Young plants and flower buds - cooked
There are no material uses listed for Gentiana thunbergii.
Although we have no record of medicinal use for this species, like most other members of this genus the root probably contains various bitter compounds and can be used as a general tonic for the digestive system[K]. See G. lutea for more details of potential uses.
There are no medicinal uses listed for Gentiana thunbergii.
Seed - best sown as soon as it is ripe in a light position in a cold frame
. It can also be sown in late winter or early spring but the seed germinates best if given a period of cold stratification and quickly loses viability when stored, with older seed germinating slowly and erratically
. It is advantageous to keep the seed at about 10°c for a few days after sowing, to enable the seed to imbibe moisture
. Following this with a period of at least 5 - 6 weeks with temperatures falling to between 0 and -5°c will usually produce reasonable germination
. It is best to use clay pots, since plastic ones do not drain so freely and the moister conditions encourage the growth of moss, which will prevent germination of the seed
. The seed should be surface-sown, or only covered with a very light dressing of compost. The seed requires dark for germination, so the pots should be covered with something like newspaper or be kept in the dark
. Pot up the seedlings into individual pots as soon as they are large enough to handle and grow on in light shade in the greenhouse for at least their first winter. The seedlings grow on very slowly, taking 2 - 7 years to reach flowering size
. When the plants are of sufficient size, place them out into their permanent positions in late spring or early summer.
Division in March. Most members of this genus have either a single tap-root, or a compact root system united in a single root head, and are thus unsuitable for division.
Cuttings of basal shoots in late spring
Practical Plants is currently lacking information on propagation instructions of Gentiana thunbergii. Help us fill in the blanks! Edit this page to add your knowledge.
In general, gentians require a moist well-drained soil in a sheltered position, a certain minimum of atmospheric humidity, high light intensity but a site where temperatures are not too high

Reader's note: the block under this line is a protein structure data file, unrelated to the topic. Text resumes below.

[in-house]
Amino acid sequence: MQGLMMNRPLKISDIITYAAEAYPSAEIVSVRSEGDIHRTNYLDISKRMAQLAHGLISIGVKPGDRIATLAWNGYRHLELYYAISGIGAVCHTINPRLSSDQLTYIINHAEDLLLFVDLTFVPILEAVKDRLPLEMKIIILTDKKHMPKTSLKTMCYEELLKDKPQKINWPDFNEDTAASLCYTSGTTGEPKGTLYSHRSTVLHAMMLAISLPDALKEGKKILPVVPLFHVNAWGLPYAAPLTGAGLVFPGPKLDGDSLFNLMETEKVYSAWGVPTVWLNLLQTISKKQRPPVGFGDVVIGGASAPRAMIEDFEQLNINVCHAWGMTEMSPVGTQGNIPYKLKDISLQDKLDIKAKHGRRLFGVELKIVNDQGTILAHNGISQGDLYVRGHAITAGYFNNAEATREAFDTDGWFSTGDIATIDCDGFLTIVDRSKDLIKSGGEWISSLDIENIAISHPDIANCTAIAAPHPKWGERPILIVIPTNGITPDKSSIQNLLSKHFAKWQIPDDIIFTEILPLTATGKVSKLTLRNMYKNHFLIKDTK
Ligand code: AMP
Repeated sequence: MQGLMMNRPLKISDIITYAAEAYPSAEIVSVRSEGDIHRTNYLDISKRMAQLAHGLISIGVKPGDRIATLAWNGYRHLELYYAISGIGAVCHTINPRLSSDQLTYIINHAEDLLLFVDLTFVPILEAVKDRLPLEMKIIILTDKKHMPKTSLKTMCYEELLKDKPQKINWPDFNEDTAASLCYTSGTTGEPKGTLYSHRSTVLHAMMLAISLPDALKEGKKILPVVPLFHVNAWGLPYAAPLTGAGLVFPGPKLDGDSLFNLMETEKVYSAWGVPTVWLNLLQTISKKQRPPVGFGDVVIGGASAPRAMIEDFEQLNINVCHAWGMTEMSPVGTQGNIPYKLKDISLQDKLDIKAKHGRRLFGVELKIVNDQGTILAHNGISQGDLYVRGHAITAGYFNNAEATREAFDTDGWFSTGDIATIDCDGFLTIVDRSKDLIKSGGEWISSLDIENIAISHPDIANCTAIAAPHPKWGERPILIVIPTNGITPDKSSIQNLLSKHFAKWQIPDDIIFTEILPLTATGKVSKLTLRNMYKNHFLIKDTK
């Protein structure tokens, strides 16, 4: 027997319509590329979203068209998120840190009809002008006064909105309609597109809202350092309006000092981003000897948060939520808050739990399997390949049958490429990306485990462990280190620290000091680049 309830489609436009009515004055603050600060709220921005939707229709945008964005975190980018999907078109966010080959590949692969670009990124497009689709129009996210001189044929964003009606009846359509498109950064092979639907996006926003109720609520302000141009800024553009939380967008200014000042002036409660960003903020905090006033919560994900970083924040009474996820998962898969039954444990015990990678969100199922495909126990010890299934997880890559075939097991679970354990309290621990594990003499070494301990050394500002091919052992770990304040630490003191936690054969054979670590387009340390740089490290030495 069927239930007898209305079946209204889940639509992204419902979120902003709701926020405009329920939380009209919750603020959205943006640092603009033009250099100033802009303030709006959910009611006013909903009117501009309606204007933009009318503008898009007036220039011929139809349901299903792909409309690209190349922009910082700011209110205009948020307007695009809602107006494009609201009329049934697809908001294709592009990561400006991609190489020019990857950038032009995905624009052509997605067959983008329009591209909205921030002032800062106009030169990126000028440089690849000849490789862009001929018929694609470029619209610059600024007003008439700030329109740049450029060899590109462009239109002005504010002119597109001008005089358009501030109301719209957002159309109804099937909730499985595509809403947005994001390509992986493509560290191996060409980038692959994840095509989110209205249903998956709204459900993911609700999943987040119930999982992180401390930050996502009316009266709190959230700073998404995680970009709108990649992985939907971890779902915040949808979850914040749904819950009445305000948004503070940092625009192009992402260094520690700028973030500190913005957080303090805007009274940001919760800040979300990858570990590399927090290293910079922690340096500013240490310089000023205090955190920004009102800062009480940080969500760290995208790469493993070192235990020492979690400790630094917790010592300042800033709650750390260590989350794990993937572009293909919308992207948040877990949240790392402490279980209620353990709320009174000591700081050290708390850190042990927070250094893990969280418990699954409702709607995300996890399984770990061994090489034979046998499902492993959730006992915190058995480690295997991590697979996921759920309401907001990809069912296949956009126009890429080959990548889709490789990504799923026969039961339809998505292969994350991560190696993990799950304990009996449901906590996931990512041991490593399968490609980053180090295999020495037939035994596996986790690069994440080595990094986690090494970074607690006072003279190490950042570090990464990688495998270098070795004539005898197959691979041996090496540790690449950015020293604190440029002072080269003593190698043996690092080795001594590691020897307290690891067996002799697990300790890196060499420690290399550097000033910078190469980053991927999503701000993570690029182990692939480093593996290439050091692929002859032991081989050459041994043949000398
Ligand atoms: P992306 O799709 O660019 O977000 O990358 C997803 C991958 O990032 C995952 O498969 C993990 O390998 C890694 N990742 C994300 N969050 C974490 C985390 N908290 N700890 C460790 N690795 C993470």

. They are therefore more difficult to grow in areas with hot summers and in such a region they appreciate some protection from the strongest sunlight
. Most species will grow well in the rock garden
A moisture loving plant, preferring to grow with full exposure to the sun but with plenty of underground moisture in the summer, it grows better in the north and west of Britain.
Plants are intolerant of root disturbance
Problems, pests & diseases
Associations & Interactions
There are no interactions listed for Gentiana thunbergii. Do you know of an interaction that should be listed here? edit this page to add it.
Polycultures & Guilds
There are no polycultures listed which include Gentiana thunbergii.
This table shows all the data stored for this plant.
Material uses & Functions
Native Climate Zones
Adapted Climate Zones
Native Geographical Range
Root Zone Tendancy
? 1.01.1 Kunkel. G. Plants for Human Consumption. Koeltz Scientific Books ISBN 3874292169 (1984-00-00)
? 2.02.12.22.32.4 Huxley. A. The New RHS Dictionary of Gardening. 1992. MacMillan Press ISBN 0-333-47494-5 (1992-00-00)
? 3.03.13.23.188.8.131.52.73.8 Kohlein. F. Gentians. Christopher Helm. London. ISBN 0-88192-192-0 (1991-00-00)
? Sanders. T. W. Popular Hardy Perennials. Collingridge (1926-00-00)
? Bown. D. Encyclopaedia of Herbs and their Uses. Dorling Kindersley, London. ISBN 0-7513-020-31 (1995-00-00)
? 6.06.1 F. Chittendon. RHS Dictionary of Plants plus Supplement. 1956 Oxford University Press (1951-00-00)
? Ohwi. G. Flora of Japan. (English translation) Smithsonian Institution (1965-00-00)
? [Flora of China] (1994-00-00)